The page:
Emerging markets have been beaten up in recent months.
All thanks to a mix of political instability, a strong U.S. dollar, and trade war fears.
Argentina’s peso, Turkey’s lira, and Indonesia’s rupiah have all hit new lows. And as they have, interest in cryptocurrencies have flourished.
Many are turning to cryptocurrencies as a way to store value as the bolívar’s exchange rate spirals far out of control. The most recent devaluation of the country’s currency is only likely to increase its adoption of Dash by a higher margin.
Argentina for example is struggling, as investors fear Latin America’s third-largest economy will default on debt. The news comes not long after Argentina’s government requested a $50 billion loan from the International Monetary Fund (IMF).
With the Turkish lira under pressure, trading volume on Turkey’s cryptocurrency exchanged surged. That’s happening as many turn to cryptocurrencies because of the lira’s weakness, and because of political and financial turmoil.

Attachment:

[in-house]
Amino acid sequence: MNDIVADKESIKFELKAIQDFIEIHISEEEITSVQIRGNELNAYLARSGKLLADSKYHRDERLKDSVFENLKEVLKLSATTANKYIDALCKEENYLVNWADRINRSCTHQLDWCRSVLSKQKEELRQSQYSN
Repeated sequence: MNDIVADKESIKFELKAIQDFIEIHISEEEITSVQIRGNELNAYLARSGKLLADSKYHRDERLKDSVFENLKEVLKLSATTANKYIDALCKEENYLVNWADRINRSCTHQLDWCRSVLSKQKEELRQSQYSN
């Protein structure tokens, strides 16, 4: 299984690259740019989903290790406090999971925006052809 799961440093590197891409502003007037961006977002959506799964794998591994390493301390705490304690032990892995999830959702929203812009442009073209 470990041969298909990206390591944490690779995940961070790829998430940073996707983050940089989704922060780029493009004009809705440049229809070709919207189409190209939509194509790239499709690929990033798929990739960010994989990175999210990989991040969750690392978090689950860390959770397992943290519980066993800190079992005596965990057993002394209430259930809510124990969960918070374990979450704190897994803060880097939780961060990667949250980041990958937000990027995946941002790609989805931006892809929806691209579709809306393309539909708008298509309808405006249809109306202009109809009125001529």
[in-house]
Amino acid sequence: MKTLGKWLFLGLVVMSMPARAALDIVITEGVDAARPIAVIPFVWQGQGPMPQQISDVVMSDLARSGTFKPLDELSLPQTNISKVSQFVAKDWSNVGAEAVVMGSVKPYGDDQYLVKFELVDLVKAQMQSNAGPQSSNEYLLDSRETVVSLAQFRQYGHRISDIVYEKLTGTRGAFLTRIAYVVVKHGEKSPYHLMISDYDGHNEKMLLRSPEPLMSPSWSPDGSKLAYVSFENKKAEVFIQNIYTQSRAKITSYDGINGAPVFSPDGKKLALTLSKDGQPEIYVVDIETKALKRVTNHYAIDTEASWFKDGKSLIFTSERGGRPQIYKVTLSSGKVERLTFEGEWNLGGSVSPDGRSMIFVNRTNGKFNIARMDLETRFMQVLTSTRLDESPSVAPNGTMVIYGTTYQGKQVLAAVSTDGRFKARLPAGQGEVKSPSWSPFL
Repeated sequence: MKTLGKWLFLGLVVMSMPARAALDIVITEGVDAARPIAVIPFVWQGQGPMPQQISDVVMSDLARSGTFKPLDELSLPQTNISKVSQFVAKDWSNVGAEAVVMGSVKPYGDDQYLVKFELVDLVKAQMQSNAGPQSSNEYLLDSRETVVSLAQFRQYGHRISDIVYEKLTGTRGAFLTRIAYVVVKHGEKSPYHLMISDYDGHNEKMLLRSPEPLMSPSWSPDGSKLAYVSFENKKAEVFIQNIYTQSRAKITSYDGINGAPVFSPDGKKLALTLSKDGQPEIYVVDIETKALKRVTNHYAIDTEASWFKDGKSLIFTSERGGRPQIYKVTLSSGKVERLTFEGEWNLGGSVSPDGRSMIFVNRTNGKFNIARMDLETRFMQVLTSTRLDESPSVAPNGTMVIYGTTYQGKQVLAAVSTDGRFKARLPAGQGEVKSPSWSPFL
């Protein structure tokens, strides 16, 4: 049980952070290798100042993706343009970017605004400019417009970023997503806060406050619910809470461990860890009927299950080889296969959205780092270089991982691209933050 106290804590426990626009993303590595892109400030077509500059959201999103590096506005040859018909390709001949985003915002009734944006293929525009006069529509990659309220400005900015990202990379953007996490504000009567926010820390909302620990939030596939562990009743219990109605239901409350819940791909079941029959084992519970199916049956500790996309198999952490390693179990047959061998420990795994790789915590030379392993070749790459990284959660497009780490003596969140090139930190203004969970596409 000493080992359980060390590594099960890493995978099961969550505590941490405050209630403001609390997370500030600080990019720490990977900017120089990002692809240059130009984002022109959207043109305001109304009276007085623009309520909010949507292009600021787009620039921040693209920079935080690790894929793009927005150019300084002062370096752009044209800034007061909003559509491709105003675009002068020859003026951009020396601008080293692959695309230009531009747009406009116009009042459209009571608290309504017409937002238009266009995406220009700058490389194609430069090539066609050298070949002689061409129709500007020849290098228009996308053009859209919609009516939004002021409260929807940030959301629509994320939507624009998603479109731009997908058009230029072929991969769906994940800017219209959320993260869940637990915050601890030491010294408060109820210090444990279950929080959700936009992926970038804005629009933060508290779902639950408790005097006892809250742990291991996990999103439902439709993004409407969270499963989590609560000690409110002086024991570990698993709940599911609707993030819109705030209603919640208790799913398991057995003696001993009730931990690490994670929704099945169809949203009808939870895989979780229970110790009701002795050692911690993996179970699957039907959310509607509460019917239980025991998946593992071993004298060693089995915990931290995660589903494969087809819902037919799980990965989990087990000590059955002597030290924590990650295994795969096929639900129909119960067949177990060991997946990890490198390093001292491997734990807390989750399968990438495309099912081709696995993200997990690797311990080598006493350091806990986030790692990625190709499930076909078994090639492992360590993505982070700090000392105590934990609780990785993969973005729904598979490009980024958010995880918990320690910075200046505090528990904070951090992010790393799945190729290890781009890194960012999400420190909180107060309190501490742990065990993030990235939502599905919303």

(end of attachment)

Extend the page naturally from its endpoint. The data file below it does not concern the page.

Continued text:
Now South Africa is seeing issues
Just last week, South Africa’s GDP sank for the second straight quarter, raising fears of a recession. As a result, interest in Bitcoin is growing thanks to economic woes. Even the country’s president Cyril Ramaphosa has argued for a single, digital currency for Africa.
“We will begin to interface with the idea and notion of a single currency, possibly even a digital currency, and it’s possible that a digital currency will precede a real single currency because it is easier than having a proper full currency,” he said, as quoted by Mail & Guardian.
While he didn’t specify a plan nor a timeline, he added:
“It may take time, it may take years, but it’s interesting that something that we never spoke about in the past, we are now talking about. Because people always had a sense of sovereignty around their own currency, feeling that their currency is about their sovereignty, their nationhood, but people are now thinking beyond the borders of their own nation.”
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